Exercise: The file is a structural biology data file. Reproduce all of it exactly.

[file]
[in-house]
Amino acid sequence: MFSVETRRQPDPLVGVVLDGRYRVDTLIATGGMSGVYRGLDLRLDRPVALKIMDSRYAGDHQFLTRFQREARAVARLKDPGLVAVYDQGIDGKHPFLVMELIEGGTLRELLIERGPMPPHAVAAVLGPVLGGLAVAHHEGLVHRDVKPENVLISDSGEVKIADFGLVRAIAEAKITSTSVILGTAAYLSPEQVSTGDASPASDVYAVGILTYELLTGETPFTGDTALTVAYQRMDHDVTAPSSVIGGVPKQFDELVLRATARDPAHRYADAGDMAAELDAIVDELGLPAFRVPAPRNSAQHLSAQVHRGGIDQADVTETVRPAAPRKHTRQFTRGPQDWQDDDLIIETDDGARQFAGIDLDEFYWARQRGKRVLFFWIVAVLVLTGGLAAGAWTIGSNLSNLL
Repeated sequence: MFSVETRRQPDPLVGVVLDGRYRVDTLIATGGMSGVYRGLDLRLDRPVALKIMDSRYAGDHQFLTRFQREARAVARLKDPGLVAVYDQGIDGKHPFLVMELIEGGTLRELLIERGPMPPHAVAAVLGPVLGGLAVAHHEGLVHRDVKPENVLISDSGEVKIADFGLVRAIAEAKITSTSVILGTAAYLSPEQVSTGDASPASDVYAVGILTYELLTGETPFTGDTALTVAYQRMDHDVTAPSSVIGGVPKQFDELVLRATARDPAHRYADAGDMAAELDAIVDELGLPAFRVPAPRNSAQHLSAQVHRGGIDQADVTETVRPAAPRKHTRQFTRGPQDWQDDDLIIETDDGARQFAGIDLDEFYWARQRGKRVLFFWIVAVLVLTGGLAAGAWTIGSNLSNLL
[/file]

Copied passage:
[in-house]
Amino acid sequence: MFSVETRRQPDPLVGVVLDGRYRVDTLIATGGMSGVYRGLDLRLDRPVALKIMDSRYAGDHQFLTRFQREARAVARLKDPGLVAVYDQGIDGKHPFLVMELIEGGTLRELLIERGPMPPHAVAAVLGPVLGGLAVAHHEGLVHRDVKPENVLISDSGEVKIADFGLVRAIAEAKITSTSVILGTAAYLSPEQVSTGDASPASDVYAVGILTYELLTGETPFTGDTALTVAYQRMDHDVTAPSSVIGGVPKQFDELVLRATARDPAHRYADAGDMAAELDAIVDELGLPAFRVPAPRNSAQHLSAQVHRGGIDQADVTETVRPAAPRKHTRQFTRGPQDWQDDDLIIETDDGARQFAGIDLDEFYWARQRGKRVLFFWIVAVLVLTGGLAAGAWTIGSNLSNLL
Repeated sequence: MFSVETRRQPDPLVGVVLDGRYRVDTLIATGGMSGVYRGLDLRLDRPVALKIMDSRYAGDHQFLTRFQREARAVARLKDPGLVAVYDQGIDGKHPFLVMELIEGGTLRELLIERGPMPPHAVAAVLGPVLGGLAVAHHEGLVHRDVKPENVLISDSGEVKIADFGLVRAIAEAKITSTSVILGTAAYLSPEQVSTGDASPASDVYAVGILTYELLTGETPFTGDTALTVAYQRMDHDVTAPSSVIGGVPKQFDELVLRATARDPAHRYADAGDMAAELDAIVDELGLPAFRVPAPRNSAQHLSAQVHRGGIDQADVTETVRPAAPRKHTRQFTRGPQDWQDDDLIIETDDGARQFAGIDLDEFYWARQRGKRVLFFWIVAVLVLTGGLAAGAWTIGSNLSNLL